"The Enemies of Intelligence" considers two groupsthe authoritarian left, and literary scholars and teachers- who have been resistant to a wider acceptance of the new writing as central to an understanding of our society. The response of these people demonstrates a reluctance on their part to examine the specific criticisms of contemporary society contained in the industrial literature. Such a lack of critical thinking about daily work represents an opposition by these groups to intelligence and creativity in everyday life.

Finally, Inside Job closes with a selected bibliography of recent work writing.

Some of the loudest objections to the ideas implied by the emergence of the new work literature have come from other authors. It is as though these people sense that the appearance of the new writing indicates a major change in attitude to literature as we have known it Traditionally, the three main subjects of imaginative writing in English have been love, death and nature. To these, the contemporary industrial literature introduces a fourth major subject: work. More than this, the new writing about the job demonstrates how a person's attitudes to love, death and nature are in large part shaped by the kind of daily work he or she does. our employment obviously determines our personal standard of living - how well and where we live off the job. Our employment is responsible, too, for how much mental and physical energy we have when we return home, and indeed how much time off we receive. So the amount of money, energy and time available to us to pursue romance or appreciate nature is a direct result of the conditions of our work. And how we regard and respond to a wide range of matters, including death and nature and the opposite sex, is strongly influenced by whether we interact with these daily at the job and what this interaction or lack of interaction leads us to conclude about them. Any literature, then, which omits this governing experience of daily life is a, literature with an enormous hole in the middle of it. just as a taboo once surrounded the presentation of sex in literature, so a detailed examination of daily work and its effects on people has up to the present been omitted from most of our imaginative writing.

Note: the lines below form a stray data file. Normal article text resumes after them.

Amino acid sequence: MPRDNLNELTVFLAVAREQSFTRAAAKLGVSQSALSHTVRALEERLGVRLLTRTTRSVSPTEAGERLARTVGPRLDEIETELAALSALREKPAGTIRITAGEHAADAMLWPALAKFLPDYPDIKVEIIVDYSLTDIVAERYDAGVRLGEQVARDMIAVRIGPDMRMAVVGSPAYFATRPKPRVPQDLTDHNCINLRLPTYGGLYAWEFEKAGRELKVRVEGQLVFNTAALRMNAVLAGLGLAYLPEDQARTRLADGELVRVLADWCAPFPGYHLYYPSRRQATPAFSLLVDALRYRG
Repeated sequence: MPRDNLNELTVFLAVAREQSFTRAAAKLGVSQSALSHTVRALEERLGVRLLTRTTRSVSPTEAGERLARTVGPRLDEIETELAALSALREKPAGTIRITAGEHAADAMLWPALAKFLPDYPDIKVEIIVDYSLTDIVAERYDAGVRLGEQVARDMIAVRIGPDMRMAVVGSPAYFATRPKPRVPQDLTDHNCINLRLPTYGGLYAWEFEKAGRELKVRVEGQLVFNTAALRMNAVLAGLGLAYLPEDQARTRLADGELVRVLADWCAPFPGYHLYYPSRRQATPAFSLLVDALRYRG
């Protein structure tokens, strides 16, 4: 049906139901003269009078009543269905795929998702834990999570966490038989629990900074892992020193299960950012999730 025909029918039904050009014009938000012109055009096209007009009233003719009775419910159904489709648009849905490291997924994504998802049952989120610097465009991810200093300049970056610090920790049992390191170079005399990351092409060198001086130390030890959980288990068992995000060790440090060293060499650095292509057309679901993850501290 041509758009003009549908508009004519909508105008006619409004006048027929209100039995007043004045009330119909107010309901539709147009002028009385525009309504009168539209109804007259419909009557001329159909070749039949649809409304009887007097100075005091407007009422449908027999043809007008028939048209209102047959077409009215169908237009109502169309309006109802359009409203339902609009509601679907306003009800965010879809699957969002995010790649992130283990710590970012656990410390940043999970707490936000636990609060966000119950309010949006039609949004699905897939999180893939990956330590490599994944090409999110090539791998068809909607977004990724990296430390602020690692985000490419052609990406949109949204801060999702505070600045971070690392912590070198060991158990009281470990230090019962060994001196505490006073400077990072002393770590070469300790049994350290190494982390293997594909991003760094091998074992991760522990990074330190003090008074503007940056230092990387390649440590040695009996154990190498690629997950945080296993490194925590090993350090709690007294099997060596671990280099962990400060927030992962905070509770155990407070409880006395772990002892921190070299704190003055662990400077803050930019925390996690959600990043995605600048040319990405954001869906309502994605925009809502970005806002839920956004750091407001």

The response of some writers to these observations is to claim that these concepts must lead to authors being told what they have to write. I don't believe this is true. The emerging women's movement, for example, showed that in much of what is published women appear in negative, passive and restricted roles. Subsequently, feminist critics have been able to point to and discuss sexism in literature, whether such sexism is blatantly or implicitly portrayed in a literary work. But such criticism has not stopped authors from writing whatever they want. If a writer chooses to be sexist, he or she is free to do so. Yet the women's movement reserves the right to continue to identify sexism in literature wherever it appears and to demonstrate the harmful effects on human beings such sexism has.

I feel exactly the same standards apply to a discussion of the absence of daily work in our literature to date. While writing is a solitary and personal act, writing for publication is a social act. A published poem, play or story appears in a particular society at a specific time. And whether or not the author likes to think about it, the published work has certain effects in that society.